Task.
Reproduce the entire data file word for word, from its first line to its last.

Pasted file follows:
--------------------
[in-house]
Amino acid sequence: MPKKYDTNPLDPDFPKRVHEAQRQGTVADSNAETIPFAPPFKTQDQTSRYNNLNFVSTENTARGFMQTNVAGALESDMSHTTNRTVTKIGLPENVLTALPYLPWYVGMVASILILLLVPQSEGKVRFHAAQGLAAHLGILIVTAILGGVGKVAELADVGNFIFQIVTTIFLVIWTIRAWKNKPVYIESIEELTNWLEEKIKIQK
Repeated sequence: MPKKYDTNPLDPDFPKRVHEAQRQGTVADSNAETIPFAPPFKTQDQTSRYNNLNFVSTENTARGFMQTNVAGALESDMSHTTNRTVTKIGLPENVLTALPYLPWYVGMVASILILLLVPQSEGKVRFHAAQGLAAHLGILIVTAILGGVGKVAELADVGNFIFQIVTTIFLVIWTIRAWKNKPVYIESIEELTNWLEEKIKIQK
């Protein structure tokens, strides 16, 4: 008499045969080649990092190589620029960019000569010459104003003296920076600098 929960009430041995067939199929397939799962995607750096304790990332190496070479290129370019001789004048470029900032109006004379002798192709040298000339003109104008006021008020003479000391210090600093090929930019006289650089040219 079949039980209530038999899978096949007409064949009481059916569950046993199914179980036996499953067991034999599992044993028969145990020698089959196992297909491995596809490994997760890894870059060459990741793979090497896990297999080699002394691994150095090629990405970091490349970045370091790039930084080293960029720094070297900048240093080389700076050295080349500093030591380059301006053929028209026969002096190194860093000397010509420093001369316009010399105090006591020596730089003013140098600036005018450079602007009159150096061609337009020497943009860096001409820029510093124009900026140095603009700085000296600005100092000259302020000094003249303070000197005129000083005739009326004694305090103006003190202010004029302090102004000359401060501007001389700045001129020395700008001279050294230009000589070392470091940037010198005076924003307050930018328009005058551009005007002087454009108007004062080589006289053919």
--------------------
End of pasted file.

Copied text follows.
[in-house]
Amino acid sequence: MPKKYDTNPLDPDFPKRVHEAQRQGTVADSNAETIPFAPPFKTQDQTSRYNNLNFVSTENTARGFMQTNVAGALESDMSHTTNRTVTKIGLPENVLTALPYLPWYVGMVASILILLLVPQSEGKVRFHAAQGLAAHLGILIVTAILGGVGKVAELADVGNFIFQIVTTIFLVIWTIRAWKNKPVYIESIEELTNWLEEKIKIQK
Repeated sequence: MPKKYDTNPLDPDFPKRVHEAQRQGTVADSNAETIPFAPPFKTQDQTSRYNNLNFVSTENTARGFMQTNVAGALESDMSHTTNRTVTKIGLPENVLTALPYLPWYVGMVASILILLLVPQSEGKVRFHAAQGLAAHLGILIVTAILGGVGKVAELADVGNFIFQIVTTIFLVIWTIRAWKNKPVYIESIEELTNWLEEKIKIQK
């Protein structure tokens, strides 16, 4: 008499045969080649990092190589620029960019000569010459104003003296920076600098 929960009430041995067939199929397939799962995607750096304790990332190496070479290129370019001789004048470029900032109006004379002798192709040298000339003109104008006021008020003479000391210090600093090929930019006289650089040219 079949039980209530038999899978096949007409064949009481059916569950046993199914179980036996499953067991034999599992044993028969145990020698089959196992297909491995596809490994997760890894870059060459990741793979090497896990297999080699002394691994150095090629990405970091490349970045370091790039930084080293960029720094070297900048240093080389700076050295080349500093030591380059301006053929028209026969002096190194860093000397010509420093001369316009010399105090006591020596730089003013140098600036005018450079602007009159150096061609337009020497943009860096001409820029510093124009900026140095603009700085000296600005100092000259302020000094003249303070000197005129000083005739009326004694305090103006003190202010004029302090102004000359401060501007001389700045001129020395700008001279050294230009000589070392470091940037010198005076924003307050930018328009005058551009005007002087454009108007004062080589006289053919």